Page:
2. Low losses: Fiber optic cables offers very little signal attenuation over long distances. Typically It is less than 1 dB/km. This enables a longer distance between repeaters.
  3. Immune to cross-talk: Fiber optic cables have very high immunity to the electrical and magnetic fields. Since fiber optic cables are non-conductors of electricity hence they do not produce the magnetic field. Thus fiber optic cables are immune to cross-talk between cables caused by magnetic induction.
  4. Interference Immune: Fiber optic cables are immune to conductive and radiative interferences caused by electrical noise sources such as lighting, electric motors, fluorescent lights.
  5. Lightweight: As fiber cables are made of silica glass or plastic which is much lighter than copper or aluminum cables. Lightweight fiber cables are cheaper to transport.
  6. Small size: The diameter of the fiber is much smaller compared to other cables, therefore file cable is small in size, requires less storage space.
  7. More strength: Fiber cables are stronger and rugged hence can support more weight.
  8. Security: Fiber cables are more secure than other cables. It is almost impossible to tap into a fiber cable as they do not radiate a signal. No ground loops exist between optical fibers hence they are more secure.
  9. Long-distance transmission: Because of less attenuation transmission at a longer distance possible.
  10. Environment immune: Fiber cables are more immune to environmental extremes. They can operate over a large temperature variation. Also, they are not affected by corrosive liquids and gases.
  11. Safe and easy installation: Fiber cables are safer and easier to install and maintain. They are non-conductors hence there are no shock hazards as no current or voltage is associated with them. Their small size and lightweight feature make installation easier.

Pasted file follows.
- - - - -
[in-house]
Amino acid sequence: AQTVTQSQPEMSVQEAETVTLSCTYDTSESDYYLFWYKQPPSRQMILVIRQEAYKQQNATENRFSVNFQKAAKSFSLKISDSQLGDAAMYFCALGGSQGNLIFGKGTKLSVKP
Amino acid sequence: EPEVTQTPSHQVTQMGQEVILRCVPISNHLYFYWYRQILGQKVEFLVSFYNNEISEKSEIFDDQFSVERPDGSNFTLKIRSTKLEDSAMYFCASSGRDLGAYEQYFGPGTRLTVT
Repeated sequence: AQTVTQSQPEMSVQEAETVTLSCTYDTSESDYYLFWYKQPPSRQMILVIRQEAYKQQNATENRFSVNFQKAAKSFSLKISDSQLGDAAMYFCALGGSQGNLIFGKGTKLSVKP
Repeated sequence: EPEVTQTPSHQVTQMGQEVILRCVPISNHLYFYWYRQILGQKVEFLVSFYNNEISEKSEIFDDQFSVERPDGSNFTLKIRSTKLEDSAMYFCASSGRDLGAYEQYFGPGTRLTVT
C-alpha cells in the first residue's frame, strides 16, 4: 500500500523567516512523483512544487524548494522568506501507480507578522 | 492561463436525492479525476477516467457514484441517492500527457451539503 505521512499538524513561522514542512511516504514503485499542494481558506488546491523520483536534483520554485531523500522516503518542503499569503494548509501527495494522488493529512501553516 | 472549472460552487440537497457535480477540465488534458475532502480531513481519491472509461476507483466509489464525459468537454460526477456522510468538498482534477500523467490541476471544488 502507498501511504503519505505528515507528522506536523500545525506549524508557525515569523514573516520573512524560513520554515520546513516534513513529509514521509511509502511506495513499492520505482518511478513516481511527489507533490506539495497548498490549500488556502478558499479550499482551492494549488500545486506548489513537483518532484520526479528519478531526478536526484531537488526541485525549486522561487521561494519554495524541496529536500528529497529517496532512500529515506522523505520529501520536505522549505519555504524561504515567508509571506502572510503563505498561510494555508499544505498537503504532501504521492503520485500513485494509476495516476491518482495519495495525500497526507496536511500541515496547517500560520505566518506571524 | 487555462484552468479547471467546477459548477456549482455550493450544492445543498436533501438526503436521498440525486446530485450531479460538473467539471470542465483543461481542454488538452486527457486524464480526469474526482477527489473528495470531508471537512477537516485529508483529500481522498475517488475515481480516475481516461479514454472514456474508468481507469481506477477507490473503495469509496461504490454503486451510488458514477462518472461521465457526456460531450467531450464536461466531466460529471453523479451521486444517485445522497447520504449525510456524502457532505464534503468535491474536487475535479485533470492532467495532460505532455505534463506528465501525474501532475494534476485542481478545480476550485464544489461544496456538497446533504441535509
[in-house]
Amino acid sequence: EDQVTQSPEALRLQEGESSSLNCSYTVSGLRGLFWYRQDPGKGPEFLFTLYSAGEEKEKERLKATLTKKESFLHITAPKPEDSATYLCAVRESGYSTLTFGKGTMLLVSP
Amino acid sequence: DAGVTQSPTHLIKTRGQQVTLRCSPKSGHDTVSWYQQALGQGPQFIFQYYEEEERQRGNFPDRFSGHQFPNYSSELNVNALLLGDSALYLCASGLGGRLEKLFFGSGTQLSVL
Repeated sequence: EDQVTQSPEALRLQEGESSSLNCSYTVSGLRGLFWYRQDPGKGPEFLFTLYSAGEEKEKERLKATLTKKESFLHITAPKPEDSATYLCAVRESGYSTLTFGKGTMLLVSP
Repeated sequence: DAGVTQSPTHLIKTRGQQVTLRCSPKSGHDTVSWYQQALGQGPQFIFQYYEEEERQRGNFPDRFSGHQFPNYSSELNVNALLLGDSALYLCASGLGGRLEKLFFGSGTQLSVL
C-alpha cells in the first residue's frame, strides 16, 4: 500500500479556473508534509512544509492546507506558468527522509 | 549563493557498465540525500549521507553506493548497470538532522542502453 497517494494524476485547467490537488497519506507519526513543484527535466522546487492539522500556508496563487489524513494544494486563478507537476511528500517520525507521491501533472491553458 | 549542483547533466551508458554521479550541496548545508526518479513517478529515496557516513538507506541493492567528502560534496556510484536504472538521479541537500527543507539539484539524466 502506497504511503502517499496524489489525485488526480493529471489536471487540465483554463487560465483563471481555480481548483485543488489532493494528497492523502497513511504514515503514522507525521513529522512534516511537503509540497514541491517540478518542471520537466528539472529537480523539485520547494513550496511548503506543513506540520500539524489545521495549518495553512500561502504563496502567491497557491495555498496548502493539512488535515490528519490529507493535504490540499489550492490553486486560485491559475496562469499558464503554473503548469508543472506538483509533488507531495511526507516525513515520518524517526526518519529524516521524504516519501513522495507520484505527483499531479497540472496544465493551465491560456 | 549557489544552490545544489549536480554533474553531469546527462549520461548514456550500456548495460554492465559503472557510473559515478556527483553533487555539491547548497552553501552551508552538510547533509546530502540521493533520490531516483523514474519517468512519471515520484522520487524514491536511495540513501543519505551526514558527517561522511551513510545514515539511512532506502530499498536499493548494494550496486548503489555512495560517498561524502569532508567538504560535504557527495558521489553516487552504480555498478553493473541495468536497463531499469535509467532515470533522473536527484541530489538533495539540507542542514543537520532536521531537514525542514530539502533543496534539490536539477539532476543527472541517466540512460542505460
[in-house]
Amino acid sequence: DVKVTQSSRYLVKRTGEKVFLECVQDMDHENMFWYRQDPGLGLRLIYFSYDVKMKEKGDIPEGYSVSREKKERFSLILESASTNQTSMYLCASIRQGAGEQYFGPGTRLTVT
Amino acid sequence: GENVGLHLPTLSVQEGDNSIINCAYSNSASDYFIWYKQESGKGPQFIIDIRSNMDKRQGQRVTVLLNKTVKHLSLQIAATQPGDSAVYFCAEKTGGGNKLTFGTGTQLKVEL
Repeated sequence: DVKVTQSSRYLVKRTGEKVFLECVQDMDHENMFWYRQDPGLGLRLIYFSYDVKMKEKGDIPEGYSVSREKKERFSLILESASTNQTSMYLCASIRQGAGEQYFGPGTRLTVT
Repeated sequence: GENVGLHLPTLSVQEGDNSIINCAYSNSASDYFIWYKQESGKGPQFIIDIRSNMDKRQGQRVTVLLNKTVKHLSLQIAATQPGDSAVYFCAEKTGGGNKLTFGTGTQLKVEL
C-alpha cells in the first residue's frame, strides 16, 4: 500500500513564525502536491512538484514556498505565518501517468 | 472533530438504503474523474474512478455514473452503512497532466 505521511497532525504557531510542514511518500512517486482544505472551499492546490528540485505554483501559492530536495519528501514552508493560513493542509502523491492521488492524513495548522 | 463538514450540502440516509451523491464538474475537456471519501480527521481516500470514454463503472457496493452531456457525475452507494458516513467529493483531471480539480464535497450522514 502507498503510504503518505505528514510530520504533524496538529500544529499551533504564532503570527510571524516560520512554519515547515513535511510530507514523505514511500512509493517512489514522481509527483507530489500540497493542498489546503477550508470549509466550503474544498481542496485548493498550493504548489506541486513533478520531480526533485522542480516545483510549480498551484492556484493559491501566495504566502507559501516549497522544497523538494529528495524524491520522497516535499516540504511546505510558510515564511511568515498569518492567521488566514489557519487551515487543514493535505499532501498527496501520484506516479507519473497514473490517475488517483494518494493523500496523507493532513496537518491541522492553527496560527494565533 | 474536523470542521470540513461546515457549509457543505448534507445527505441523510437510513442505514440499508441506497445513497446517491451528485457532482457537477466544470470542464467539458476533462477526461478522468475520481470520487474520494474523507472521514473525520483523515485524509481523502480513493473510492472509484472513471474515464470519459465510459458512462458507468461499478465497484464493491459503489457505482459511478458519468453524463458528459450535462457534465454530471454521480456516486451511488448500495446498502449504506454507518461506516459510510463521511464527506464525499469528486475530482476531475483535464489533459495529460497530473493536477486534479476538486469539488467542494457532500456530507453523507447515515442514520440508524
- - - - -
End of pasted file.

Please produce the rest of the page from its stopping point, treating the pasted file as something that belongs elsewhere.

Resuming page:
12. Less cost: The cost of the fiber optic system is less compared to any other system.

Disadvantages of Optical Fiber Communication System

  1. High initial cost: The initial cost of installation or set up costs is very high compared to all other systems.
  2. Maintenance and repairing cost: The maintenance and repairing of fiber optic systems are not only difficult but expensive also.
  3. Joining and test procedures: Since optical fibers are of very small size. The fiber joining process is very costly and requires skilled manpower.
  4. Tensile stress: Optical fibers are more susceptible to buckling, bending and tensile stress than copper cables. This leads to restricted practice to use optical fiber technology to premises and floor backbones with a few interfaces to the copper cables.
  5. Short links: Even though optical fiber cables are inexpensive, it is still not cost-effective to replace every small conventional connector (e.g. between computers and peripherals), as the price of optoelectronic transducers is very high.
  6. Fiber losses: The amount of optical fiber available to the photodetector at the end of fiber length depends on various fiber losses such as scattering, dispersion, attenuation, and reflections.

 Applications of Optical Fiber Communication System

 Applications of optical fiber communications include telecommunications, data communications, video control, and protection switching, sensors and power applications.

Telephone networks

Optical waveguide has low attenuation, high transmission bandwidth compared to copper lines, therefore numbers of long haul co-axial trunks links between telephone exchanges are being replaced by optical fiber links.

Urban broadband service networks

Optical waveguide provides much larger bandwidth than co-axial cable, also the number of repeaters required is reduced considerably.

 Modem suburban communications involve videotext, videoconferencing videotelephony, switched broadband communication network. All these can be supplied over a single fiber optic link. Fiber optic cable is the solution to many of today’s high speed, high bandwidth data communication problems and will continue to play a large role in future telecom and data-com networks.